Book Review – ‘The New Coastal History: Cultural and environmental perspectives from Scotland and beyond’ by Jamin Wells

By Jamin Wells, published March 2021


Our coasts matter. They are among the most populated, sought after, contested, and dynamic landscapes in the world. They are also among the least understood, at least by historians. The 17 essays in David Worthington’s tightly edited volume, begin to fill this gap in the scholarship while making an impassioned case for readers to ‘accept the emergence of a new and coequal subfield’ (p. 32).

This volume is the product of the first academic conference on coastal history, held at the University of Highlands in Dornoch, Scotland, in Spring 2016. The New Coastal History makes a strong case for the need, value, and potential of ‘asking coastal questions’ about the past that serious students of the human relationship with the sea should contend with. Time will tell whether adopting the trappings of an independent subfield with a specialized argot is the most effective way to ‘mainstream coastal history.’ Either way, this collection will be a touchstone for years to come.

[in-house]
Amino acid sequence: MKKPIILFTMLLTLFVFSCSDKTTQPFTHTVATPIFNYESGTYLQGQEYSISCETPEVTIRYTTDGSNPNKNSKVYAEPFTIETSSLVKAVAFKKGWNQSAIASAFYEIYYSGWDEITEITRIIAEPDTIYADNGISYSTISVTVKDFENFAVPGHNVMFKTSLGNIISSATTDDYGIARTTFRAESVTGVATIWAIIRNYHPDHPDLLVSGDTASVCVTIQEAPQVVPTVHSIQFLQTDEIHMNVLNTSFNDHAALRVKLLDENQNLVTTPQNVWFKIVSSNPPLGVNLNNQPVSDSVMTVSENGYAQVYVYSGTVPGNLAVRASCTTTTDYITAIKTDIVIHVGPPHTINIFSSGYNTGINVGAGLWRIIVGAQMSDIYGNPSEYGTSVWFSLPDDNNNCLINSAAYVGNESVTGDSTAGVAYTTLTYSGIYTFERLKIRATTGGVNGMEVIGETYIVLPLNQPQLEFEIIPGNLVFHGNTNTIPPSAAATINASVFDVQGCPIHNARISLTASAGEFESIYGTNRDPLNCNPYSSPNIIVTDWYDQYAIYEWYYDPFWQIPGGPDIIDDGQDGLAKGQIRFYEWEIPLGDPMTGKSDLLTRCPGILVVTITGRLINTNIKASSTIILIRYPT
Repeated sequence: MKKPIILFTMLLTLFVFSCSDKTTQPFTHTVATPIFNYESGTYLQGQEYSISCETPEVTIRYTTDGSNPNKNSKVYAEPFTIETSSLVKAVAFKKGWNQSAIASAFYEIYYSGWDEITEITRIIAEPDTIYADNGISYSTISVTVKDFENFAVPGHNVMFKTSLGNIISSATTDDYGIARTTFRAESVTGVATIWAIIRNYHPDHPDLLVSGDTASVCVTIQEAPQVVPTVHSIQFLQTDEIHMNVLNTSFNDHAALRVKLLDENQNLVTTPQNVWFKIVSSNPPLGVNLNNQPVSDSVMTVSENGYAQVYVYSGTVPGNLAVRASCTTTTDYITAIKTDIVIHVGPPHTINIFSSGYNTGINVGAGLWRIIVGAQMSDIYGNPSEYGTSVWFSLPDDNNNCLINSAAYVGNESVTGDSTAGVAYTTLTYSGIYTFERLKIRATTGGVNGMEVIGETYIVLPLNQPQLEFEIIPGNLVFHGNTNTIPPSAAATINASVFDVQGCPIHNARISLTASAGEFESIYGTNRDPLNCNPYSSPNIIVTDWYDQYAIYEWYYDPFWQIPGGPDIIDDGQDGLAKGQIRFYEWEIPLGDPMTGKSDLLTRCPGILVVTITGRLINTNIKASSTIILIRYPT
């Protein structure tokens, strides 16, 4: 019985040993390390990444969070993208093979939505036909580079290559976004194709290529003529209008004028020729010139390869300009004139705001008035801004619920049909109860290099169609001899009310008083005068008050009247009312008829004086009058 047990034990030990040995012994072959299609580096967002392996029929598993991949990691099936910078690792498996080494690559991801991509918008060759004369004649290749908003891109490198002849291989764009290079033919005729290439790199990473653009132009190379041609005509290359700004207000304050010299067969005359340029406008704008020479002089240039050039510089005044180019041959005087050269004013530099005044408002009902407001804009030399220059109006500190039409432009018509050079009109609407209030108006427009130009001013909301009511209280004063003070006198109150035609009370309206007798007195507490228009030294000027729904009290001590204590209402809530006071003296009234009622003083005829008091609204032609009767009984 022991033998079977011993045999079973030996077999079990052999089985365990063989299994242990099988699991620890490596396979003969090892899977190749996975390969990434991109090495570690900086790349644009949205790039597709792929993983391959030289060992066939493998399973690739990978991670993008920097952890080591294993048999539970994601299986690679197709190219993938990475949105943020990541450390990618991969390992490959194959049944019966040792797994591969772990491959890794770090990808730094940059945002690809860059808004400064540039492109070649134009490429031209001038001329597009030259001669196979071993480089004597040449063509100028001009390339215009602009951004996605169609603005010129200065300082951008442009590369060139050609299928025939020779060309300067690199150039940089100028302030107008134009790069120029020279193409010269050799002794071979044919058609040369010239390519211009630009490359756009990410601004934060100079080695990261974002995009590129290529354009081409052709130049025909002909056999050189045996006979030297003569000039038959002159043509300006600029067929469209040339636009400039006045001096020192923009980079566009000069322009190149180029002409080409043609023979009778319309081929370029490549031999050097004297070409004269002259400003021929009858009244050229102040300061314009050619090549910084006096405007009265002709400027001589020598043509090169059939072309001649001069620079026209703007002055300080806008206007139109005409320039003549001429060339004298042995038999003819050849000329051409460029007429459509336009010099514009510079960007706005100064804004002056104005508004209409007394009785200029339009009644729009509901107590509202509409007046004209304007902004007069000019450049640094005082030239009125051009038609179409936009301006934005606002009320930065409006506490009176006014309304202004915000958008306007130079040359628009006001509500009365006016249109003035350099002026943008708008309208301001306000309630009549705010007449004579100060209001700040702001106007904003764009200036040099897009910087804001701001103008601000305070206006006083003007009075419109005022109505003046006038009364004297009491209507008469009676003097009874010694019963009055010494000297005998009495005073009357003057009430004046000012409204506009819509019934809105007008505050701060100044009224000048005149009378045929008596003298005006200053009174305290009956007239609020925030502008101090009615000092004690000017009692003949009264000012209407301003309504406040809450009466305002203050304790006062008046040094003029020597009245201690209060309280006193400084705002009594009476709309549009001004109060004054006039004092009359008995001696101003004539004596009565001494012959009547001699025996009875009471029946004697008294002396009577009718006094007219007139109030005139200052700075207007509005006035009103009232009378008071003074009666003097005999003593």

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Filed under: Atlantic | Period | North Sea | Irish Sea | Eighteenth Century | Other (Twentieth C) | Nineteenth Century | Other (Nineteenth C) | Other (Eighteenth C) | Twentieth Century
Subjects include: Administration | Harbours & Dockyards | Miscellaneous

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